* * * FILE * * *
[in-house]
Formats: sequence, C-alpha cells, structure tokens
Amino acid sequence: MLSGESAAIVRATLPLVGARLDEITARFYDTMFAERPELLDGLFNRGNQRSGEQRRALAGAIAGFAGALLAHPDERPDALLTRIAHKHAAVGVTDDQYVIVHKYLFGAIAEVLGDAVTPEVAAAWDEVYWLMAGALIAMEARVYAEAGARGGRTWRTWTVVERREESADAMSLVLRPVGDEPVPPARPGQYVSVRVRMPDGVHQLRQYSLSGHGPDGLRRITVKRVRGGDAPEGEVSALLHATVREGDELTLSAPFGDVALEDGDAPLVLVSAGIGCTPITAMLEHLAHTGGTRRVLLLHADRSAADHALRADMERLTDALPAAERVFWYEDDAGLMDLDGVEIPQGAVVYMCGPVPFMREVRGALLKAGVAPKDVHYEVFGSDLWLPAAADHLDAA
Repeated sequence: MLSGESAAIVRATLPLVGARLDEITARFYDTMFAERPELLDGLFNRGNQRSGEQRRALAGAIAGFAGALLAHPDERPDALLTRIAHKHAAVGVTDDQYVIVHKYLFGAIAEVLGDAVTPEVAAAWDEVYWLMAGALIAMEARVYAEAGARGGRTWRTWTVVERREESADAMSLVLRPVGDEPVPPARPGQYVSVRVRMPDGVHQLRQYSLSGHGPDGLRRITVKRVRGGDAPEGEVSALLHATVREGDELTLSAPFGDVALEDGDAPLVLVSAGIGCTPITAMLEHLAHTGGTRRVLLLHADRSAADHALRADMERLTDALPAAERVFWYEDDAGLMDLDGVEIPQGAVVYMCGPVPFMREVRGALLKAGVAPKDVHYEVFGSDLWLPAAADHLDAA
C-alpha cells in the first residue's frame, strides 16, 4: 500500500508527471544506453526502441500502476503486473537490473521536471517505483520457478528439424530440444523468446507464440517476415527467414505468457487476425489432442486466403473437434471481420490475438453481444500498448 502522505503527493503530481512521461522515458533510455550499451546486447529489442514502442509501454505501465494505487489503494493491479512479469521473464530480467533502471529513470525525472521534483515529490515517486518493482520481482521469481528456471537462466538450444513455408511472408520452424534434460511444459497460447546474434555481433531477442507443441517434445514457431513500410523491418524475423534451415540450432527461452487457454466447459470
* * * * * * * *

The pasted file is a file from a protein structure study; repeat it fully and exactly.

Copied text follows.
[in-house]
Formats: sequence, C-alpha cells, structure tokens
Amino acid sequence: MLSGESAAIVRATLPLVGARLDEITARFYDTMFAERPELLDGLFNRGNQRSGEQRRALAGAIAGFAGALLAHPDERPDALLTRIAHKHAAVGVTDDQYVIVHKYLFGAIAEVLGDAVTPEVAAAWDEVYWLMAGALIAMEARVYAEAGARGGRTWRTWTVVERREESADAMSLVLRPVGDEPVPPARPGQYVSVRVRMPDGVHQLRQYSLSGHGPDGLRRITVKRVRGGDAPEGEVSALLHATVREGDELTLSAPFGDVALEDGDAPLVLVSAGIGCTPITAMLEHLAHTGGTRRVLLLHADRSAADHALRADMERLTDALPAAERVFWYEDDAGLMDLDGVEIPQGAVVYMCGPVPFMREVRGALLKAGVAPKDVHYEVFGSDLWLPAAADHLDAA
Repeated sequence: MLSGESAAIVRATLPLVGARLDEITARFYDTMFAERPELLDGLFNRGNQRSGEQRRALAGAIAGFAGALLAHPDERPDALLTRIAHKHAAVGVTDDQYVIVHKYLFGAIAEVLGDAVTPEVAAAWDEVYWLMAGALIAMEARVYAEAGARGGRTWRTWTVVERREESADAMSLVLRPVGDEPVPPARPGQYVSVRVRMPDGVHQLRQYSLSGHGPDGLRRITVKRVRGGDAPEGEVSALLHATVREGDELTLSAPFGDVALEDGDAPLVLVSAGIGCTPITAMLEHLAHTGGTRRVLLLHADRSAADHALRADMERLTDALPAAERVFWYEDDAGLMDLDGVEIPQGAVVYMCGPVPFMREVRGALLKAGVAPKDVHYEVFGSDLWLPAAADHLDAA
C-alpha cells in the first residue's frame, strides 16, 4: 500500500508527471544506453526502441500502476503486473537490473521536471517505483520457478528439424530440444523468446507464440517476415527467414505468457487476425489432442486466403473437434471481420490475438453481444500498448 502522505503527493503530481512521461522515458533510455550499451546486447529489442514502442509501454505501465494505487489503494493491479512479469521473464530480467533502471529513470525525472521534483515529490515517486518493482520481482521469481528456471537462466538450444513455408511472408520452424534434460511444459497460447546474434555481433531477442507443441517434445514457431513500410523491418524475423534451415540450432527461452487457454466447459470